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Posted in --Justin Welby, Anthropology, Archbishop of York John Sentamu, Church of England (CoE), Ecclesiology, Ethics / Moral Theology, Pastoral Theology, Scottish Episcopal Church, Theology

A Look Back to May 2016– Task group appointed to ‘maintain conversation’ among Anglican primates

A task group has been appointed to “maintain conversation” among the Primates of the Anglican Communion as requested during the Primates’ Gathering and Meeting in Canterbury Cathedral in January. The Primates asked the Archbishop of Canterbury to establish the group as part of their commitment to “walk together” despite “deep differences”….

The members of the Archbishop of Canterbury’s task group are:

Archbishop Richard Clarke from the Church of Ireland; Presiding Bishop Michael Curry from the US-based Episcopal Church; Bishop Govada Dyvasirvadam, Moderator of Church of South India;Archbishop Ian Ernest, from the Church of the Province of the Indian Ocean; Archbishop Philip Freier, from the Anglican Church of Australia; Archbishop Ng Moon Hing, from the Province of South East Asia; Canon Rosemary Mbogo, the Provincial Secretary of the Anglican Church of Kenya; the Rt Revd Linda Nicholls, co-adjutor bishop of the diocese of Huron in the Anglican Church of Canada; the former vice chair of the ACC, Canon Elizabeth Paver, from the Church of England; and Bishop Paul Sarker, the Moderator of the Church of Bangladesh.

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Posted in --Justin Welby, Anglican Primates, Archbishop of Canterbury

Lord Carey : Statement from the Rt. Rev Dr Steven Croft, Bishop of Oxford

“I have met with Lord Carey following the Archbishop’s letter to him. In light of Dame Moira Gibb’s review into the Peter Ball case, Lord Carey has resigned from his role as honorary Assistant Bishop in the Diocese of Oxford. Lord Carey has accepted the criticisms made of him in the Gibb review and has apologised to the victims of Peter Ball.

He said in his statement on Thursday: “I accept the criticisms made of me. I apologise to the victims of Peter Ball. I believed Peter Ball’s protestations and gave too little credence to the vulnerable young men and boys behind those allegations. I regret that after Peter Ball was cautioned I did not place his name on the Lambeth list.”

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Posted in Archbishop of Canterbury, CoE Bishops, Ethics / Moral Theology, Pastoral Theology

The Guardian view on abuse in the Church of England: a reputation deservedly damaged

After news of Bishop Ball’s arrest broke, Lambeth Palace received seven independent accusations about his earlier behaviour. Two were seen by Archbishop Carey, who replied to them personally. Only one of the seven, though, was passed to the police, and that the least damning. Lord Carey’s message to the diocese after Bishop Ball was arrested urged prayers for the bishop and said nothing about victims. After Bishop Ball had retired on spurious grounds of ill health and accepted a caution – though remaining in denial about his crimes – Lord Carey worked to have him rehabilitated. True, he did so with less ingenuity than Peter Ball’s identical twin Michael, himself a bishop, who has admitted allowing his twin to deputise for him at “one or two events”, even after his disgrace.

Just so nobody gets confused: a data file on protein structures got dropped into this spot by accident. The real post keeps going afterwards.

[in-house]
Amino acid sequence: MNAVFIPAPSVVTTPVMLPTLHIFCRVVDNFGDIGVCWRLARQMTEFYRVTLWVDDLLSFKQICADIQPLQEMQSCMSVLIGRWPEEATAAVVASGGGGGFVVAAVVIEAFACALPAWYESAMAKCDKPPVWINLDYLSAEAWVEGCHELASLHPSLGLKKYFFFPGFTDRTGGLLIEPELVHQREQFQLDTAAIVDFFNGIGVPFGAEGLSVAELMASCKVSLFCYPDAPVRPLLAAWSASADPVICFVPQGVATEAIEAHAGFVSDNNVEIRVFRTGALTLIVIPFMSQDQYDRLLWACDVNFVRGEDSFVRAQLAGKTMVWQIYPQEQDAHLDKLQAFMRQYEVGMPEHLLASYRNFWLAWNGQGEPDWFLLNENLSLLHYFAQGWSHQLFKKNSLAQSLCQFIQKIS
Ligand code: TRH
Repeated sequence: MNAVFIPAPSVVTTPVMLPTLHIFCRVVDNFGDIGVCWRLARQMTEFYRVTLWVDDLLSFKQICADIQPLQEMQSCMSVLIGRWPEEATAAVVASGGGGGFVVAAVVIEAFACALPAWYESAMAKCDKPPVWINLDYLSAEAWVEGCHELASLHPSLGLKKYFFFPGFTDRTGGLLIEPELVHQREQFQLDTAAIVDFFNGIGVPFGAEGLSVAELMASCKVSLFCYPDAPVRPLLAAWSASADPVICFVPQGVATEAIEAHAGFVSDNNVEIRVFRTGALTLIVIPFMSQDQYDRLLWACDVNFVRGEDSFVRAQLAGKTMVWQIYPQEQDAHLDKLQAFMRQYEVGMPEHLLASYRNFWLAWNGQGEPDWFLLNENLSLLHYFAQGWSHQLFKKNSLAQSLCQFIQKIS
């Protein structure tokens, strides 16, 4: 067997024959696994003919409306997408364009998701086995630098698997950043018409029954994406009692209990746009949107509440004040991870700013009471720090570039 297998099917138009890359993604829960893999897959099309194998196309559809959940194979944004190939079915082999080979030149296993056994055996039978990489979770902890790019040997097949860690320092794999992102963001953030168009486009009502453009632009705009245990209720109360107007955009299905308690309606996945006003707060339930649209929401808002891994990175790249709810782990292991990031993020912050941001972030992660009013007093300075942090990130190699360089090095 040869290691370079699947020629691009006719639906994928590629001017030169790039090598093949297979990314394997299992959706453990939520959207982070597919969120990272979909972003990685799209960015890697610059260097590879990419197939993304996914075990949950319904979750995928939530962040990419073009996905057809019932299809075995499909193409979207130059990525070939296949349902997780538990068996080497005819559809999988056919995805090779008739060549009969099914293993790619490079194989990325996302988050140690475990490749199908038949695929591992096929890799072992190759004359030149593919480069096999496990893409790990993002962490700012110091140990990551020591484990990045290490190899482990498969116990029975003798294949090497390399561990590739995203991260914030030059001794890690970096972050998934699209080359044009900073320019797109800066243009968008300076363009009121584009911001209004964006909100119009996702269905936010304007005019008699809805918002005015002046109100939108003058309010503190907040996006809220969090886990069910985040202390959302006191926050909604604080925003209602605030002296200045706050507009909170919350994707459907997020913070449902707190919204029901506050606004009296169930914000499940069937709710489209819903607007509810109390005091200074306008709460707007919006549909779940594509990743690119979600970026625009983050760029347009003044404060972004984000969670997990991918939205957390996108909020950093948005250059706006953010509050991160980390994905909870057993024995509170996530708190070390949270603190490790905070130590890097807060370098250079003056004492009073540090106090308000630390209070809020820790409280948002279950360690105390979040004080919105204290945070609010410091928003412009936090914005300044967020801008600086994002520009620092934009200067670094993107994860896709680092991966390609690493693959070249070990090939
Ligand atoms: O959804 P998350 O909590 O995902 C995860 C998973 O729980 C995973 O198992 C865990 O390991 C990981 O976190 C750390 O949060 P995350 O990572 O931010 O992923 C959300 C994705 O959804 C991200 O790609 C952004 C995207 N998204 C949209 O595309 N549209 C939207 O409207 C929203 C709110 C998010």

Lord Carey nevertheless gave Peter Ball £12,000 from church funds, leading to loud complaints from the brothers, who had wanted £20,000. He deliberately kept Peter Ball’s name off the Lambeth blacklist of unemployable clergy; he had the disgraced bishop to stay at Lambeth Palace twice; he attempted to find him work in South Africa (writing to Desmond Tutu for this scheme) and in prisons; he wrote to an American parish that “Peter was possibly the victim of a plot but that, of course, cannot be proved”. Lord Carey’s only objection to a full rehabilitation of Bishop Ball as a retired bishop was that it might provoke unfavourable publicity.
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This was disgraceful, and the result has been a deserved disgrace. But it was part of a culture of privilege, power and make-believe that corrupted more than one bishop. Lord Carey’s successor, Rowan Williams did nothing to help Bishop Ball but very little and very slowly to hinder him either.

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Posted in Archbishop of Canterbury, Children, Church of England (CoE), CoE Bishops, Ethics / Moral Theology, Law & Legal Issues, Parish Ministry, Pastoral Theology, Sexuality, Violence